Gandhi contested the Indian general election, 2014 from his constituency, Amethi.[61] and led the election campaign of the Indian National Congress.[62] Gandhi held the Amethi seat by defeating his nearest rival, BJP's Smriti Irani, by a reduced margin of 107,000 votes.[47][63] Under his leadership, the Indian National Congress suffered its worst ever performance in elections and won only 44 seats compared to 206 seats won previously in the 2009 general election.[3][64] The Congress-led electoral alliance, the UPA also had its worst ever performance in elections and won only 59 seats compared to 262 seats won previously in the 2009 general election.[64][65][66]

Political and social views

National security

Rahul Gandhi with former Greek Prime Minister George Papandreou in Chanakyapuri, New Delhi.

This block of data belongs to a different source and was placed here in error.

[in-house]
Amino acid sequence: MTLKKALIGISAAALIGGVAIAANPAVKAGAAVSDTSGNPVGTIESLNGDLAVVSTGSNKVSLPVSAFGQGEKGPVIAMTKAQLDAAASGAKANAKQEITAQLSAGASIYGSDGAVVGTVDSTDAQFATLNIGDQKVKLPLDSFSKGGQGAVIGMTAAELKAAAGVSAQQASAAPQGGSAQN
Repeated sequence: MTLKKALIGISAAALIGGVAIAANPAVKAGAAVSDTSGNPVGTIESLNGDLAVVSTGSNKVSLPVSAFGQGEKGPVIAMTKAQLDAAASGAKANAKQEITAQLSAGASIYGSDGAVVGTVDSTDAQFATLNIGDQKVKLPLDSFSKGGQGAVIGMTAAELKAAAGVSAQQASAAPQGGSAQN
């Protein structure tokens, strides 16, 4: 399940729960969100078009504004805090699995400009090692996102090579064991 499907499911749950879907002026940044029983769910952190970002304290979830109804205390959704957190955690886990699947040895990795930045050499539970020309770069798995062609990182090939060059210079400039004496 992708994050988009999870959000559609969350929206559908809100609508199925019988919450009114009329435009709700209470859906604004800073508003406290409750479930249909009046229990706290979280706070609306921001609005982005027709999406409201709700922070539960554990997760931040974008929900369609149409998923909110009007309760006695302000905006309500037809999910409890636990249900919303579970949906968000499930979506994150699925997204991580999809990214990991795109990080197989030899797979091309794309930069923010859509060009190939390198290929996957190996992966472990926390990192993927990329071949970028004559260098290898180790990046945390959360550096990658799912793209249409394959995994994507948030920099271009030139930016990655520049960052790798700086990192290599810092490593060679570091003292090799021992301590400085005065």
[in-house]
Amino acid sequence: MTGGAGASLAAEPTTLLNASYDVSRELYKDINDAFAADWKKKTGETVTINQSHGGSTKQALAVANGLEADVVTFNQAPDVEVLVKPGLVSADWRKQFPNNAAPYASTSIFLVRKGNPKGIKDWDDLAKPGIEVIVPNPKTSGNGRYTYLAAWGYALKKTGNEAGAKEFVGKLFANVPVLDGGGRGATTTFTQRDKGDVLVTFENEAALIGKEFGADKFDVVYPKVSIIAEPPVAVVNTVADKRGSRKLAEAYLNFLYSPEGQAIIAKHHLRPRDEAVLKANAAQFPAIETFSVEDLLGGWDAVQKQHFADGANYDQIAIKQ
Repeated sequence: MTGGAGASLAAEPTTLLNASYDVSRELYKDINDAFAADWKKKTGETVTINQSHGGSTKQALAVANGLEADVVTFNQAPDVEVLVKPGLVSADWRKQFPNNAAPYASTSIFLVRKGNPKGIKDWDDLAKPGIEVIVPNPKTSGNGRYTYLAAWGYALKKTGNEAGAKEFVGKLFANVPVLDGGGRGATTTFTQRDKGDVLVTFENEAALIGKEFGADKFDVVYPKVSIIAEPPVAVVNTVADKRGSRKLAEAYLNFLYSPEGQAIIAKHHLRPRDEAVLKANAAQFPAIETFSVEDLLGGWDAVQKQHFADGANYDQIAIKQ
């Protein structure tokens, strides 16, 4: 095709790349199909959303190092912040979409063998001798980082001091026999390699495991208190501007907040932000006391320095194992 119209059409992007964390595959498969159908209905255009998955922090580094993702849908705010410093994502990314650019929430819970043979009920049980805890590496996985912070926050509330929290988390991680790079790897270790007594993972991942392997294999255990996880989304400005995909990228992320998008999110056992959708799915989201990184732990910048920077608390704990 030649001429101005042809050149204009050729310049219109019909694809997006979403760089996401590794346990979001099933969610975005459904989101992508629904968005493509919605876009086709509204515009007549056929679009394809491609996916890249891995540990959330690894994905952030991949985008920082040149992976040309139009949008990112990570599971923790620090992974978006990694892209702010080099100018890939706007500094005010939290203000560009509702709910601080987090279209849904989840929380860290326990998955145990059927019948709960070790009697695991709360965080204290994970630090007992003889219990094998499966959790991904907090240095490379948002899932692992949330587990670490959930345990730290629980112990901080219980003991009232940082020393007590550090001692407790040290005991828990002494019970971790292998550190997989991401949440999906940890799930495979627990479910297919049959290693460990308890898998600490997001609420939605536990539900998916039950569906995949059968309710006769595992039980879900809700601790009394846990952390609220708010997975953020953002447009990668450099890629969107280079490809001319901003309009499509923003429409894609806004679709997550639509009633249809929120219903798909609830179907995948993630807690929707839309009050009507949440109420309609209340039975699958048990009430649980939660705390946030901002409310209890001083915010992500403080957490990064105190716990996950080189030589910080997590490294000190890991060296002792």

In December 2010 during the United States diplomatic cables leak, WikiLeaks leaked a cable dated 3 August 2009, where the Prime Minister of India, Dr Manmohan Singh had hosted a lunch on 20 July 2009 for Rahul Gandhi, then the General Secretary of the AICC. One of the guests who was invited for the lunch was the then United States Ambassador to India, Timothy J. Roemer. In a "candid conversation" with Roemer, he said that he believes Hindu extremists pose a greater threat to his country than Muslim militants. Rahul Gandhi referred specifically to more-polarising figures in the Bharatiya Janata Party. Also responding to the ambassador's query about the activities in the region by the Islamist militant organisation Lashkar-e-Taiba (LeT), Rahul Gandhi said there was evidence of some support for the group among certain elements in India's indigenous Muslim population.[67][68] In a response to this, the BJP heavily criticised Rahul Gandhi for his statements. BJP spokesperson, Ravi Shankar Prasad slammed Rahul Gandhi saying that his language was a bigger threat to India, dividing the people of the country on communal grounds. Speaking to reporters, Prasad said, "In one stroke Mr. Rahul Gandhi has sought to give a big leverage to the propaganda to all the extremist and terrorist groups in Pakistan, and also some segments of Pakistani establishment. It would also seriously compromise India's fight against terror as also our strategic security." Adding that terrorism has no religion, he said that Rahul Gandhi had shown his lack of understanding India.[69]